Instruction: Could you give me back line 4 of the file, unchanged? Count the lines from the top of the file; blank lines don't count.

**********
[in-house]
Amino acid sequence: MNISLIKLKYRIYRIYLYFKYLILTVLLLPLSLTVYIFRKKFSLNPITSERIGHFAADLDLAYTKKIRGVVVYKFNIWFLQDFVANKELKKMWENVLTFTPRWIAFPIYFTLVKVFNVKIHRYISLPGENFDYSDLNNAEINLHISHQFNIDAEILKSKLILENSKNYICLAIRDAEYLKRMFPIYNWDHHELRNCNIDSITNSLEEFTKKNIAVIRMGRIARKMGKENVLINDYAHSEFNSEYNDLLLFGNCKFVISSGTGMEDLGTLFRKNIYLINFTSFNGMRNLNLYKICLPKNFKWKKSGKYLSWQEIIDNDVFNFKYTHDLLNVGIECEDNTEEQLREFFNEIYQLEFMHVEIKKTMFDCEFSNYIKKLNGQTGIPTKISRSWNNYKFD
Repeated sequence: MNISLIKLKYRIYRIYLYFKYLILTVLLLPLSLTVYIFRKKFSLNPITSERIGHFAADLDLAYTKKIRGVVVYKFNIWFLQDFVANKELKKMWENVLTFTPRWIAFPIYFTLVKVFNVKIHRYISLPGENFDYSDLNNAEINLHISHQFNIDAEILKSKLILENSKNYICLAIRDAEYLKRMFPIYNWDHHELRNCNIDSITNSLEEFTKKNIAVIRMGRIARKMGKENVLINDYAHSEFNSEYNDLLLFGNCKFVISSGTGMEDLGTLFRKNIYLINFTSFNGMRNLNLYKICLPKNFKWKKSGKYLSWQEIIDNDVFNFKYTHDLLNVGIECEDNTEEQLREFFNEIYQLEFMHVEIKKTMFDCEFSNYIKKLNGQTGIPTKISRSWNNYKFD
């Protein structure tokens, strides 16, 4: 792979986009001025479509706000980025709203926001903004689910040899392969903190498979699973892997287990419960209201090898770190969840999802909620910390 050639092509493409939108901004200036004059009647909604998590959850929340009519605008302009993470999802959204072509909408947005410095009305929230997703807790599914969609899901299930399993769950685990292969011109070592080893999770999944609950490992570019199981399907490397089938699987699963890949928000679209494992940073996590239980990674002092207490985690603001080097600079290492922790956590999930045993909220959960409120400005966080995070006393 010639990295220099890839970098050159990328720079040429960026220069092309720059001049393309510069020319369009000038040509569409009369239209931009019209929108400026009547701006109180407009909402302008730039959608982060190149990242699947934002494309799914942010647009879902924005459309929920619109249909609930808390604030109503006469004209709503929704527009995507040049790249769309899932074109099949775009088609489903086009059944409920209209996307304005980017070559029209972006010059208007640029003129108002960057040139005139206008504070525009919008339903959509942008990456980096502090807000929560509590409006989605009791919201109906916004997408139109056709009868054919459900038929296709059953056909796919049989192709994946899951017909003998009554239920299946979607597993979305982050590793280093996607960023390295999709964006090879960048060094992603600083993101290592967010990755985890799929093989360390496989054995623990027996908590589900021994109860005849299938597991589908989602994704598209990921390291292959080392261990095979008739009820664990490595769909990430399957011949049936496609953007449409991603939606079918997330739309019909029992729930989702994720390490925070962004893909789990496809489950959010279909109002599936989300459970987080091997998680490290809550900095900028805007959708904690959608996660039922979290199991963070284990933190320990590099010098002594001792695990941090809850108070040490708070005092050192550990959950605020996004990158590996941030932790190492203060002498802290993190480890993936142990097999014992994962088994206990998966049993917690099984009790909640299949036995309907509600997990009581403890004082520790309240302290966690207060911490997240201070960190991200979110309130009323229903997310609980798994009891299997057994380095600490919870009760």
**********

């Protein structure tokens, strides 16, 4: 792979986009001025479509706000980025709203926001903004689910040899392969903190498979699973892997287990419960209201090898770190969840999802909620910390 050639092509493409939108901004200036004059009647909604998590959850929340009519605008302009993470999802959204072509909408947005410095009305929230997703807790599914969609899901299930399993769950685990292969011109070592080893999770999944609950490992570019199981399907490397089938699987699963890949928000679209494992940073996590239980990674002092207490985690603001080097600079290492922790956590999930045993909220959960409120400005966080995070006393 010639990295220099890839970098050159990328720079040429960026220069092309720059001049393309510069020319369009000038040509569409009369239209931009019209929108400026009547701006109180407009909402302008730039959608982060190149990242699947934002494309799914942010647009879902924005459309929920619109249909609930808390604030109503006469004209709503929704527009995507040049790249769309899932074109099949775009088609489903086009059944409920209209996307304005980017070559029209972006010059208007640029003129108002960057040139005139206008504070525009919008339903959509942008990456980096502090807000929560509590409006989605009791919201109906916004997408139109056709009868054919459900038929296709059953056909796919049989192709994946899951017909003998009554239920299946979607597993979305982050590793280093996607960023390295999709964006090879960048060094992603600083993101290592967010990755985890799929093989360390496989054995623990027996908590589900021994109860005849299938597991589908989602994704598209990921390291292959080392261990095979008739009820664990490595769909990430399957011949049936496609953007449409991603939606079918997330739309019909029992729930989702994720390490925070962004893909789990496809489950959010279909109002599936989300459970987080091997998680490290809550900095900028805007959708904690959608996660039922979290199991963070284990933190320990590099010098002594001792695990941090809850108070040490708070005092050192550990959950605020996004990158590996941030932790190492203060002498802290993190480890993936142990097999014992994962088994206990998966049993917690099984009790909640299949036995309907509600997990009581403890004082520790309240302290966690207060911490997240201070960190991200979110309130009323229903997310609980798994009891299997057994380095600490919870009760």